Monday, June 5, 2017

Full Circle Theater Fleshes Out 365 Days/365 Plays

This truly diverse undertaking tackles representation of all stripes. 

Photo from MN Playlist

If you haven't heard of Full Circle Theater yet, you could be forgiven. The new-ish venture from a vanguard of Twin Cities theater legends including Rick Shiomi, Martha B. Johnson, Harry Waters Jr., Stephanie Lein Walseth and Lara Trujillo, Full Circle Theater has only been around since 2015 and is currently on its second production.

But no matter, because there is ample time yet to see the close of this second show by June 11 and bask in the promise of a company that is truly working to fill the gaps in representation in our local theater scene.

365 Days/365 Plays is currently showing at the Penumbra with a cast as close to a rainbow as you'll ever see. Don't let the lengthy title scare you; 365 Days/365 Plays is a selection of 46 plays of a larger project by Suzan-Lori Parks, who in the early 2000s committed herself to writing one play per day for a whole year. The result is a surprisingly rich diary of sorts that chronicles the ebb and flow of emotions, cultural observations and insights traversing one black woman's view of the world for an entire year. The selections here have been updated slightly to reflect a more 2017 sensibility and range through all sorts of subjects, from relationships to fairy tales to political observations to simple down home stories. Some are imaginative, some are realistic, and most completely redefine your expectations of what a play can be. A couple of favorites? A truly gallows humor look at mother/daughter relationships in The Executioner's Daughter; the wry indictment (and comedic skewering) of white Christian America in Flag Waver; and a haunting insight into the mind of a serial killer in the chilling Veuve Cliquot.

Direction for these plays is split between each of the founders of Full Circle Theater, and it succeeds surprisingly well. The pace between plays is extremely short and the production clips along at only two hours despite the amount of subject matter being tackled. While this could have been a hot mess, I really enjoyed the rotation between perspectives of each director. It really inspired me to look deeper into 365 Days/365 Plays and to challenge myself to more similar projects. It's amazing what can be created when a person sticks to a discipline of creating something every day, and I'd love to revisit the original text. I do wish there were a little more explanation of why each piece was chosen, as there doesn't seem to be an overarching main theme to really tie them together, but the show is still quite enjoyable without it. The cast is truly interchangeable and works extremely well as a team. I won't pull them out individually here, but I do encourage you to go see the piece and the way they interact. It's a real collaborative effort, and I think many companies could learn from their clearly excellent rehearsal practices and streamlined performance manner.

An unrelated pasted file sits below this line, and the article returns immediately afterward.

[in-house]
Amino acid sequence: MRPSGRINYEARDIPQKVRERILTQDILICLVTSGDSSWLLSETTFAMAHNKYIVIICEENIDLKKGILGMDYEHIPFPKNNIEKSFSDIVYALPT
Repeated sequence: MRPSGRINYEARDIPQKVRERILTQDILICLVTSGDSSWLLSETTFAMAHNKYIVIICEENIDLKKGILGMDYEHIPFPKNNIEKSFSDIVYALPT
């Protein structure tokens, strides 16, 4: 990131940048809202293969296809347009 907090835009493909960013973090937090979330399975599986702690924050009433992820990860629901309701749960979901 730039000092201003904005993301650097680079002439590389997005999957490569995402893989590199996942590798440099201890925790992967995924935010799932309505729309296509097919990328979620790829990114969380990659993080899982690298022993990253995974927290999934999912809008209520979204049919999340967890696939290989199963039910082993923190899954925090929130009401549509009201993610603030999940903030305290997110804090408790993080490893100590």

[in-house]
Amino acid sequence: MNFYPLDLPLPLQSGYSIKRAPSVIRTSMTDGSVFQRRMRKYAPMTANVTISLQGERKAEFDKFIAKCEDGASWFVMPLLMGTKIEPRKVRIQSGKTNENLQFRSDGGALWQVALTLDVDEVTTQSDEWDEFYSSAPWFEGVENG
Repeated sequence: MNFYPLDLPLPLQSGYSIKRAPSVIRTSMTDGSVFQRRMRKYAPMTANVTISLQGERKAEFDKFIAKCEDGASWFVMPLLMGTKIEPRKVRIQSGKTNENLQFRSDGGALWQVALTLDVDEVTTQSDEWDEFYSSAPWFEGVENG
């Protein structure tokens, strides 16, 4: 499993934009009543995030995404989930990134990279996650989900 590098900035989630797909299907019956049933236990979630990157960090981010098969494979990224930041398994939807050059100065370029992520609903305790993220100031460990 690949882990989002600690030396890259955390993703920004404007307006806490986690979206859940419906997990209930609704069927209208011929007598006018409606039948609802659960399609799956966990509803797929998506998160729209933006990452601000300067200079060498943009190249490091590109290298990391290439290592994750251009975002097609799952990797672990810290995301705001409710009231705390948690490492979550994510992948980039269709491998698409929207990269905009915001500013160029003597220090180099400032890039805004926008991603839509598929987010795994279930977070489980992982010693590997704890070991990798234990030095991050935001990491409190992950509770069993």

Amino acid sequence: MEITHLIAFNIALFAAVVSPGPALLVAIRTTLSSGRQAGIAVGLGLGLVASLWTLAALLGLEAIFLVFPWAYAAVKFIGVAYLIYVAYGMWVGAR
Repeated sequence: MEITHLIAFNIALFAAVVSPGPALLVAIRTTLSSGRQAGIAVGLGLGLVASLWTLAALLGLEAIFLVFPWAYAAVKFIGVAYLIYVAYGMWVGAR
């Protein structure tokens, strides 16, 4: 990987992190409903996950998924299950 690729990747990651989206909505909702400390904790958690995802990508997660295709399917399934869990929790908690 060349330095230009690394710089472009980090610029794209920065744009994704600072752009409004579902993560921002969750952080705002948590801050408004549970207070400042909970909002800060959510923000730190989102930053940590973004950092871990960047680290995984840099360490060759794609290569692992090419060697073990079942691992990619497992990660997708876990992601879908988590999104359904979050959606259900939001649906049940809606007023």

Costumes, sets, lighting and sound are generally kept simple to allow for quick transitions between the many plays. The set reminded me of Mu Performing Arts' trademark simplicity with its restrained collection of boxes, ladders, and painted walls, but was kept interesting by being used in unexpected ways (for example, a seeming platform is actually a box that actors pop out of) and kept lively by an endless rotation of clever props. Each show has a track of sound effects and separate lighting wash to distinguish it from the previous, and the attention to small details between characters and settings for each piece really does make each play feel like it exists in it's own separate context.

365 Days/365 Plays is an excellent primer for diversifying your expectations of what can be done on stage and how. Not only is it a fascinating glimpse into the playwright's psyche, but it's really a workshop for creatives on representation, jump-starting one's imagination and bringing together a team to work in a truly collaborative manner. There are so many great elements in each brief vignette of 365 Days/365 Plays that I could see being carried on into a more full-fleshed production of it's own, and I hope the founders at Full Circle Theater continue to develop these concepts into more shows. In a region that is under some hotly contested disagreements about representation and perspective these days, I definitely encourage all theater-goers to attend 365 Days/365 Plays to see an example of a company that is doing diversity right. You still have a week to go see this show at the Penumbra before it closes on June 11; please don't miss it! Find more information and buy tickets by clicking on this link.

Also, I'd be remiss to omit a PSA for two amazing community discussions coming up this week. TONIGHT go to Mixed Blood Theatre Company at 7 p.m. to join ALMA for a conversation about the Ordway's production of West Side Story and the local casting controversies with that production. On Wednesday at 5:30 p.m., join the Twin Cities Theater Bloggers for an in-depth conversation with Joseph Haj and Dominque Serrand about the hotly debated production of Refugia at the Guthrie, which recently closed. Both look to be productive conversations about future productions in the Twin Cities and both are free to the public; don't miss out! 

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